It is crisis week at Maryland.
"This is our last shot at a ranked team," quarterback Mike Tice said yesterday. "We need this game badly."
Coach Jerry Claiborne set the tense tone for Penn State week on Monday when he worked the team out in pads, the second time in six seasons that the Terps have worked in full gear on a Monday during the season.
"I was very disappointed in our performance at Pittsburgh," Claiborne said yesterday. "We can't go and play against Penn State like we played against Pittsburgh. We better play better, because if we don't, it will be another embarrassing afternoon."
The 38-9 loss of Pitt humiliated the Terrapin seniors enough to prompt a team meeting without coaches on Saturday night upon the team's return from Pittsburgh. The meeting lasted about 30 minutes and, according to several players, was a frank exchange, a noholds-barred forum on the team's decisive losses to North Carolina and Pittsburgh.
Traditionally, Penn State week is one of shattered nerves at Maryland. Whether Claiborne, 0-7 against Coach Joe Paterno's Nittany Lions, likes it or not, his team -- in fact, the entire school -- has Penn State complex.
"Every year we want to beat them so bad that the first time something goes wrong we panic," said one starter. "So many of out guys dreamed about playing Penn State (25 members of the team are from Pennsylvania) that they think the season rises or falls on this one game."
That is exactly the kind of thinking Claiborne wants to avoid. Still, the atmosphere yesterday was tight.
"We need to loosen up," said senior defensive end Brad Senft. "Everyone is walking around tight, wound up. We need to get loose and get ready to play football."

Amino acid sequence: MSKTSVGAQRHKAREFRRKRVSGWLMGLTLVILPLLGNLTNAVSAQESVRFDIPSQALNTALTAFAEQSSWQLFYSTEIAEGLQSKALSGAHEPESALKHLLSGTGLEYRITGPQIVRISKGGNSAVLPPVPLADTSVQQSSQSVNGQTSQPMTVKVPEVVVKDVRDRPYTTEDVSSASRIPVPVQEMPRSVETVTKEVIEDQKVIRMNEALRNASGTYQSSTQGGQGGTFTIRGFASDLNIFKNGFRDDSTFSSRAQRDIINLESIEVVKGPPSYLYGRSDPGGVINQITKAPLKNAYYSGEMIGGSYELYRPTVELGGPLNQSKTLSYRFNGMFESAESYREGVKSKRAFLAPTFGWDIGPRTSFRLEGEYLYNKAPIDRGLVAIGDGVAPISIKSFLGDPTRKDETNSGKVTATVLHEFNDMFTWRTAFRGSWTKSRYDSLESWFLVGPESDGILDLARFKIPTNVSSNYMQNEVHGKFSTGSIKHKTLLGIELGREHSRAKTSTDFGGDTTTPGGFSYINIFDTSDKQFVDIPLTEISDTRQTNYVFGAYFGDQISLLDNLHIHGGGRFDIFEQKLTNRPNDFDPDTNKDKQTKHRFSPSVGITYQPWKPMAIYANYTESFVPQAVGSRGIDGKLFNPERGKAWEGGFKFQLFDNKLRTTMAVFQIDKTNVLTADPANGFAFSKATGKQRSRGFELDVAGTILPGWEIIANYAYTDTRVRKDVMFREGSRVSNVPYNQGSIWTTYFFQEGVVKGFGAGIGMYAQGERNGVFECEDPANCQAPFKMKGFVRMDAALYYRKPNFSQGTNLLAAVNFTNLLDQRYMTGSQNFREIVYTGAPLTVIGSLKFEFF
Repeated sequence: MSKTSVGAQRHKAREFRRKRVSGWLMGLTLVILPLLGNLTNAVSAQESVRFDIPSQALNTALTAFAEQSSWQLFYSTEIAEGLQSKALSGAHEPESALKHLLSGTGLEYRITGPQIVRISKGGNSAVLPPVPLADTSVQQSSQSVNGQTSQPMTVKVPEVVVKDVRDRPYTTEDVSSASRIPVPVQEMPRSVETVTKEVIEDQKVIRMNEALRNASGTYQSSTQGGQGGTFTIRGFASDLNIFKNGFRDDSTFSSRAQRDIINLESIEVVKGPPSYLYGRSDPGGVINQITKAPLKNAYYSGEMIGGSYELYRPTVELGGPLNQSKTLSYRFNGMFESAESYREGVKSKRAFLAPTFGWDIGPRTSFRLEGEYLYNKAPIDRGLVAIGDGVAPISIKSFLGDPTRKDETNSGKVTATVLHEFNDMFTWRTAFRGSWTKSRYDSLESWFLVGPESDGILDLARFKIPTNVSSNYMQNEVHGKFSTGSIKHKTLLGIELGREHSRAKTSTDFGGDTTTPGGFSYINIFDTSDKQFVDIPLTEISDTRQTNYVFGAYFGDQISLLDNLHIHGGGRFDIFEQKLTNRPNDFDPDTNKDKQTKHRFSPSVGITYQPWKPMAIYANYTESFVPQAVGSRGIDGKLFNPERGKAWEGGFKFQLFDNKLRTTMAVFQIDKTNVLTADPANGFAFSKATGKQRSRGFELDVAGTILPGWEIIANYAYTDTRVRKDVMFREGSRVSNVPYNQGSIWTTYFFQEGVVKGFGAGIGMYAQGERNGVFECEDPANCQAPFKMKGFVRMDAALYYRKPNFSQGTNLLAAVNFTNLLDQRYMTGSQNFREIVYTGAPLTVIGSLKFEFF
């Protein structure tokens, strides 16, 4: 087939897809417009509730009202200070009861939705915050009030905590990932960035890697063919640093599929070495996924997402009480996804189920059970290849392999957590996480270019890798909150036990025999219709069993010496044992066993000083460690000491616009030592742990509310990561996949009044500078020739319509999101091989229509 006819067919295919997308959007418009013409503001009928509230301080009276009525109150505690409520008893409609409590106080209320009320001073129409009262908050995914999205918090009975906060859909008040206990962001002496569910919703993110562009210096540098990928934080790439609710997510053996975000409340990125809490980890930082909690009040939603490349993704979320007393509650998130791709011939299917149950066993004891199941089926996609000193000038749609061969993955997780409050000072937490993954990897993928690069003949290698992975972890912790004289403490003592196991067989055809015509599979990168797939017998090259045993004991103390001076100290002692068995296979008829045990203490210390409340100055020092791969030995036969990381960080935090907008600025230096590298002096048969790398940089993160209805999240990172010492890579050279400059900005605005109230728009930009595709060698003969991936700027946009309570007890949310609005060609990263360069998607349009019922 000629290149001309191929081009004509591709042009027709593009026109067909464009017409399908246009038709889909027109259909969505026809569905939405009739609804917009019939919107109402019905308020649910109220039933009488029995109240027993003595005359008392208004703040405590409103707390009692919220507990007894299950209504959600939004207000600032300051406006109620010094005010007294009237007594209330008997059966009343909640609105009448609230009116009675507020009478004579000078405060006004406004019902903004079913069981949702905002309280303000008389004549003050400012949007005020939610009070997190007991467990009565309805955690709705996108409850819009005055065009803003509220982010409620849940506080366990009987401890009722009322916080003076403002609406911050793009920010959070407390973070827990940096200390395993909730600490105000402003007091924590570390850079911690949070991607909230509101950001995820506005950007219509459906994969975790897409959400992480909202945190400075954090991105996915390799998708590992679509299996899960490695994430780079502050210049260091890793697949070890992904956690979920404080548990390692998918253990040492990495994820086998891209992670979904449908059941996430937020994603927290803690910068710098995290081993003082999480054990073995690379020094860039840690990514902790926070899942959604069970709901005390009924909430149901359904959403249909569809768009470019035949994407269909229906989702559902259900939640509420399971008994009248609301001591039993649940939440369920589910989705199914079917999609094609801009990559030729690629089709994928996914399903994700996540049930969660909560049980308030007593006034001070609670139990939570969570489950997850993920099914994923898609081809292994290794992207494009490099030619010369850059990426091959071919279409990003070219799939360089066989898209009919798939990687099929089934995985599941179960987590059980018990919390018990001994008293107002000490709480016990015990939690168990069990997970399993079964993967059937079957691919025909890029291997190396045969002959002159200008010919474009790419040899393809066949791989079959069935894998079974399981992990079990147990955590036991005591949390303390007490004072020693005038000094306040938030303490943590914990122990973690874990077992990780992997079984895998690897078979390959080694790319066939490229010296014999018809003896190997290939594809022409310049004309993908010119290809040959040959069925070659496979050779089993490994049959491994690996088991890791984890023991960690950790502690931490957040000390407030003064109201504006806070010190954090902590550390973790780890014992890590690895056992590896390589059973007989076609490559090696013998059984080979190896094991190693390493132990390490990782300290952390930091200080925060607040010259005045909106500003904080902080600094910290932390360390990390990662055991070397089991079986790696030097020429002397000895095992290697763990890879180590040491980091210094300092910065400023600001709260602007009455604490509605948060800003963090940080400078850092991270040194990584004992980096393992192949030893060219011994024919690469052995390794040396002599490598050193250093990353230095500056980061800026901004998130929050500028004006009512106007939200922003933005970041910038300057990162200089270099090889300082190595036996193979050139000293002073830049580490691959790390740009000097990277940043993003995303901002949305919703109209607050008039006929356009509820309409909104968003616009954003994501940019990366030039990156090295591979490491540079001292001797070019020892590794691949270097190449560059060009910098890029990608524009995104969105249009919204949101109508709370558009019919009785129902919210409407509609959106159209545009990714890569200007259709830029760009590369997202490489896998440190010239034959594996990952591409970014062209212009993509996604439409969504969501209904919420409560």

Penn State, which has beaten Maryland in 24 of 25 meetings, will come here with a 3-1 record and a ranking of 14th, coming off an impressive 29-21 victory Saturday over ninth-ranked Missouri.
A year ago, after back-to-back losses, the Lions came here looking ripe for declawing. Instead, Maryland fumbled twice in the first quarter and Penn State ran off to a 27-7 victory.
The Terps also collapsed after falling behind against Pitt.
"We know we can't afford the early mistake," Tice said. "We can't afford to get into a situation where everyone starts thinking, 'Oh, no, it's going to be one of those days again.' We need a good solid start."
Even Claiborne, seldom critical of his team in public, said he had never seen one of his teams get as down mentally and emotionally as the Terps did in Pittsburgh. "But I take blame for that," he said. "I shouldn't have let it happen."
Maryland must restore its ground game. The Terps have been held to less than 100 yards rushing each of the last two weeks with tailback Charlie Wysocki -- averaging 157 yards a game in Maryland's three triumphs -- held to 56 yards.
"We're just not blocking as well as we can," Claiborne said. "We have to do a better job on the offensive line and give Charlie some room to run.
"But we're not panicking. This is an important game because it's the sixth game on our schedule, not for any other reason."
Perhaps. But with five ACC opponents remaining after this week, Claiborne and his players know that this is not only their one chance in a season against Penn State, but their last chance to make any of the dreams of August come true.
"I'm not going to say this game is bigger than any other," Tice said. "I've made a big deal of it the last two years and gotten burned as a result. I'm not going to make that mistake this year. I'm not going to put any more pressure on this team than there already is."
Several Terps were hobbling yesterday with injuries that should not prevent them from playing Saturday. Defensive back Sammy Johnson and offensive guard Bob Pacella have ankle injuries. Tod Benson, Kyle Lorton, Greg Vandrhout and Senft all have hip pointers. All are questionable now.
Senior defensive end Pete Glamp underwent an orthoscope exam of his knee yesterday and will not need surgery. He may return in two weeks.
The last 500 tickets go on sale at Cole Field House this morning.